Volkswagen Group, under the leadership of CEO Herbert Diess, is pushing forward aggressively into the electric car future. It has committed to an investment of $20 billion between now and 2030 to create a new company called PowerCo that will be responsible for the automaker’s global battery business. This week, it broke ground on the first of 6 new European battery factories, which will be located in Salzgitter.
According to TechCrunch, PowerCo will manage Volkswagen Group’s international factory operations, develop cell technology, vertically integrate the value chain, supply the factories with machinery and equipment, and manage battery recycling operations. The Salzgitter plant is expected to supply about 500,000 EVs. Together, the new factories planned for Europe could employ 20,000 workers and supply enough batteries to power 3 million electric cars. Volkswagen expects the 6 factories will cut the cost of batteries for its cars in half compared to today’s prices.
In a press release, Diess called the launch of PowerCo a “strategic milestone. Establishing our own cell factory is a mega-project in technical and economic terms. It shows that we are bringing the leading-edge technology of the future to Germany.”
The 6 battery factories and the new company are part of Volkswagen’s efforts to ramp up EV production worldwide. Earlier this week. The world’s second-largest automaker announced plans to grow its business in China with “some major investments” and a hiring spree at the Chinese office for CARIAD, its in-house automotive software arm.
Battery Production To Begin In 2025
Volkswagen said battery cell production will begin in 2025 at the Salzgitter factory, which will serve as the standardized model for future factories, making it easier to replicate and scale. PowerCo will locate its second cell factory in Valencia, Spain, and is considering expanding the model to North America. Locations for the 4 other European factories have not been announced. Building batteries for grid scale energy storage is also under consideration. PowerCo will be managed by CEO Frank Blome.
Thomas Schmall, Volkswagen board member for technology, says, “In building our first in-house cell factory, we are consistently implementing our technology road map. PowerCo will become a global battery player. The company’s major strength will be vertical integration from raw materials and the cell right through to recycling. In the future, we will handle all the relevant activities in-house and will gain a strategic competitive advantage in the race to take the lead in e-mobility. We have secured a top team for this great undertaking.”
Daniela Cavallo, chair of the general and group works council of Volkswagen AG, was a thorn in Diess’ side last year after he said that producing electric cars might result in up to 30,000 fewer job opportunities, but now she is all smiles. “Today is a day to celebrate. At the heart of Europe, we are creating a new future-oriented segment and up to 20,000 future-proof jobs, including 5,000 in Salzgitter alone, at the home of VW.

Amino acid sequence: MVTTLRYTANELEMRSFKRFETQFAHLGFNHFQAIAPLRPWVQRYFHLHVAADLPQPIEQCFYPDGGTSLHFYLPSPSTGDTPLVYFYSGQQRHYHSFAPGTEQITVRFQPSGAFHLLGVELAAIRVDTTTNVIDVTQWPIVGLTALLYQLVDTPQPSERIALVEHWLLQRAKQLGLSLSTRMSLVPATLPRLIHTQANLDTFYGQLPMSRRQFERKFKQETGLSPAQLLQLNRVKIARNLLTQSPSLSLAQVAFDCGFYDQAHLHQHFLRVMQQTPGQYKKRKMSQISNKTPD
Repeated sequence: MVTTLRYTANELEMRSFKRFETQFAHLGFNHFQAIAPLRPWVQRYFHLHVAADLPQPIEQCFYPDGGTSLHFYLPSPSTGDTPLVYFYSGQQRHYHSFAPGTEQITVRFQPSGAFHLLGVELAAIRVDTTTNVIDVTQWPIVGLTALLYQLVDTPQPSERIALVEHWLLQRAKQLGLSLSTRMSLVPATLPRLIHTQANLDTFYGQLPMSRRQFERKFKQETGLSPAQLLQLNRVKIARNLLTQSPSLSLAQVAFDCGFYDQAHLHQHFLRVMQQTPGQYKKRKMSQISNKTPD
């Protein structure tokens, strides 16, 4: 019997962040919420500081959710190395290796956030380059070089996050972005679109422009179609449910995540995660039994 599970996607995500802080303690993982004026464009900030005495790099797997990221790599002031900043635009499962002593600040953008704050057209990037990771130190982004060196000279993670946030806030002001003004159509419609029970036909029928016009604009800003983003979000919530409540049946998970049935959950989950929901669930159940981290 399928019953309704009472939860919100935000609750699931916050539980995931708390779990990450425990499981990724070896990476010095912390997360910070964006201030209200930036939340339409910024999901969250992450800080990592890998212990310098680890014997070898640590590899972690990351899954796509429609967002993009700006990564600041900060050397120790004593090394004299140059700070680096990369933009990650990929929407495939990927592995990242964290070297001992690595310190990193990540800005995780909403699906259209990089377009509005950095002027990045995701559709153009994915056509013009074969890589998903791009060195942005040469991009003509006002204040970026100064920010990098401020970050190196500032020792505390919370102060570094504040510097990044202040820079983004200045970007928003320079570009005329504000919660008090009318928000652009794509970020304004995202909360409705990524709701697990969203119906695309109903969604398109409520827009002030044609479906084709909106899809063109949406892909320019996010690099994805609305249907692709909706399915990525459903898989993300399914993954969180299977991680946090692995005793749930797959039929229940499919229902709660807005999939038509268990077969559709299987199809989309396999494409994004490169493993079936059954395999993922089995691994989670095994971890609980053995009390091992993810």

“Our heartfelt commitment and responsibility for the transformation of our proud engine plant and the exemplary retention of secure jobs for its employees continues. This principle remains one of our guiderails, just as it has been in the future-oriented area of the battery from a very early stage, is firmly anchored in the Pact for the future and has been robustly defended for many years. As a result of these efforts, we now have a showcase for ecological and social transformation.”
A Blueprint For Future Volkswagen Factories
Salzgitter will serve as a blueprint for cell factories throughout Europe and will set new standards in terms of sustainability and innovation. “What we have put to the test millions of times over with vehicle platforms such as the MQB and MEB will also lay the foundation for establishing cell production: we will be standardizing on the basis of European standards and upscaling. This way, we will combine speed and cost optimization with the highest quality levels”, says Frank Blome.
Standardization will not only cover equipment, buildings and infrastructure but also products, processes and IT. This way, factories that can rapidly be converted for further product and production innovations will be created. Each factory will be operated 100% on electricity from regenerative sources and will be designed for the future closed-loop recycling.
This announcement proves Volkswagen is fully committed to the EV revolution and is serious about exercising close control over its battery supply going forward. We know a battery factory (or two) is under active consideration for North America. We also know that the company has been experiencing slow sales in the US and China. But none of that is preventing the company from moving aggressively forward with the EV revolution and that is very good news for electric car advocates.